Title (srp)

Praćenje izmena etiologije i kliničke prezentacije bakterijskih meningitisa u cilju definisanja racionalnog dijagnostičkog i terapijskog pristupa


Ranković, Aleksandar Ž. 1978-


Vrbić, Miodrag

Description (srp)

Beleška o autoru: list 94 Datum odbrane: 12.09.2016. Infectious diseases, neuroinfection

Description (eng)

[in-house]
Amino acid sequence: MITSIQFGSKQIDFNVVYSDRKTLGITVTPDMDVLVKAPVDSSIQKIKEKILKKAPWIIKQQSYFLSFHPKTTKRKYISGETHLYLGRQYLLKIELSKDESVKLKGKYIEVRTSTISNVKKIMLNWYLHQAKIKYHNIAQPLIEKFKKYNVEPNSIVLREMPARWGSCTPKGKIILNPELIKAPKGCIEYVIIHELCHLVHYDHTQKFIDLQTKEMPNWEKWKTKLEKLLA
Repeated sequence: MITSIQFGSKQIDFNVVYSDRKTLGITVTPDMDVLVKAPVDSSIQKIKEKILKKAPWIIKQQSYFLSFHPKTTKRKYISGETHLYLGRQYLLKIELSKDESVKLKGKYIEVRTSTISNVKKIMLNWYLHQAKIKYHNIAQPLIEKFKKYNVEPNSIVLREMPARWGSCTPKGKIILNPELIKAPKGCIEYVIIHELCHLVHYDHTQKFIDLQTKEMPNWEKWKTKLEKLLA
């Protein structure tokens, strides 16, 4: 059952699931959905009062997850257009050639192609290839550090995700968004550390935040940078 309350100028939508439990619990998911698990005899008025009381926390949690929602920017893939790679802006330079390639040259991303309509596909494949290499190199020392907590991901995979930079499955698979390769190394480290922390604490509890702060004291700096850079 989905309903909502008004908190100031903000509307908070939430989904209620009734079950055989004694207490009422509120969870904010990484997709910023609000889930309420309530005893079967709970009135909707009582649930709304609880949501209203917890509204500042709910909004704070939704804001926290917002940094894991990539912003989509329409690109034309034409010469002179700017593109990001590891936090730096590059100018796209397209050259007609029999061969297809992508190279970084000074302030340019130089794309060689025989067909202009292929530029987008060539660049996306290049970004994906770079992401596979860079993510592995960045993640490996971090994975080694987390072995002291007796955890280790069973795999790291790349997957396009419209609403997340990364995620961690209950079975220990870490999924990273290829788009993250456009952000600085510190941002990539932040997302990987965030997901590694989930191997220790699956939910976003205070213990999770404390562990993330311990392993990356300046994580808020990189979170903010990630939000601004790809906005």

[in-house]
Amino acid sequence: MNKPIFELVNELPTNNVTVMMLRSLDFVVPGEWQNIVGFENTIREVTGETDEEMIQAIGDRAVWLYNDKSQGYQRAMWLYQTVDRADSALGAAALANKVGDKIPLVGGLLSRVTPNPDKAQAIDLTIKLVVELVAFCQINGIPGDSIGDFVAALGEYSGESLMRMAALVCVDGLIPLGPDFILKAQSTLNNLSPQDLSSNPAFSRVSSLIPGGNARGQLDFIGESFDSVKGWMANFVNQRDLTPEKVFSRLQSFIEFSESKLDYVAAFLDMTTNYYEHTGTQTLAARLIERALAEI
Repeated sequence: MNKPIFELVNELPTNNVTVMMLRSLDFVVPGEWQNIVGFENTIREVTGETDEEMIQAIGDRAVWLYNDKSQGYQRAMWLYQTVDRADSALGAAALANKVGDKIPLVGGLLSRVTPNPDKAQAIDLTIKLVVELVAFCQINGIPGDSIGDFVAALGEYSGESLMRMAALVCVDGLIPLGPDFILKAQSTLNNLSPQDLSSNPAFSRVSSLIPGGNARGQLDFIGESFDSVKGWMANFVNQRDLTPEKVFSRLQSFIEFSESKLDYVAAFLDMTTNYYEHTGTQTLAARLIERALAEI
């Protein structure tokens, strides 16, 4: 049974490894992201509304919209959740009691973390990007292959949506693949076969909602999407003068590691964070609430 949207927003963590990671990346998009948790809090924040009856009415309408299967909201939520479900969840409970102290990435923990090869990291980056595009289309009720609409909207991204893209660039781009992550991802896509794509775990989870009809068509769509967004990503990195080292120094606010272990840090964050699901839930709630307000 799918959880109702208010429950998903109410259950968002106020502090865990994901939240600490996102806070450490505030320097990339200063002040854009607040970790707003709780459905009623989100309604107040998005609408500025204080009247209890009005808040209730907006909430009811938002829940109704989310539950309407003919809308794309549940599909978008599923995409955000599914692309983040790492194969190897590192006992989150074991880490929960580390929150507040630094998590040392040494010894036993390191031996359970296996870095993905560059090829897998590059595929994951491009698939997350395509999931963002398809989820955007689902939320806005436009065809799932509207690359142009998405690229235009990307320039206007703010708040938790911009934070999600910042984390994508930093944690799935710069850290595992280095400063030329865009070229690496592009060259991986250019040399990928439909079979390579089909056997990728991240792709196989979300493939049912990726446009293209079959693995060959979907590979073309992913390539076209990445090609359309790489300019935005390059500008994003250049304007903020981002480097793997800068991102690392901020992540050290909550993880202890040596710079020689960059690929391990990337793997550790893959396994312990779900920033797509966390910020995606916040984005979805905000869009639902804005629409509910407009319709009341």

Infections of the central nervous system are among the most dramatic conditions in medicine in terms of clinical presentation, possible consequences, diagnostic difficulties, as well as complexity of treatment. This problem is increased by the necessity for early identification of disease. Nowadays, considering the application of new antibiotics and treatment in intensive care units, 30% mortality and up to 20% frequency of severe neurological sequelae of bacterial meningitis are a consequence of belated antimicrobial treatment caused by unspecific clinical picture or absence of recognizable cerebrospinal fluid findings. A prospective study included 54 patients diagnosed with bacterial meningitis and treated at the Clinic for Infectious Diseases of the Clinical Center in Nis. The diagnosis of bacterial meningitis was established in 48 (88.9%) patients while two patients (3.7%) were diagnosed with TBC meningitis, meningitis bacterialis otogenes and meningitis non specifica (NOS). In 32 (59.3%) patients the bacteriological examination of the cerebrospinal fluid was negative, 6 (11.1%) had klebsiella, 4 (7.4%) had pneumococcal and staphylococcal disease, whereas 2 patients had Gram positive bacteria, pseudomonas, listeria monocytogenes and meningococci. A change in etiological agents was evident as the most frequent cause was klebsiella and multi-resistant microorganisms pseudomonas and staphylococci were also present. Patients with hypothermia on admission had 10 times more risk of fatal outcome (HR=1.692, p=0.027). The participant with glycorrhachia ≤1.20 mmol/l had higher mortality percentage, while the group with values above 3.05 mmol/l had no fatal outcomes. It was also determined that survival was significantly shorter if spinal fluid protein concentration was above 1.2 g/l. Early treatment in accordance with the guidelines is recommended and it should include third generation cephalosporins taking into consideration patent’s age and information about chronic otitis, sinusitis, skull trauma or neurological interventions because these can point to the expected or nonexpected cause.

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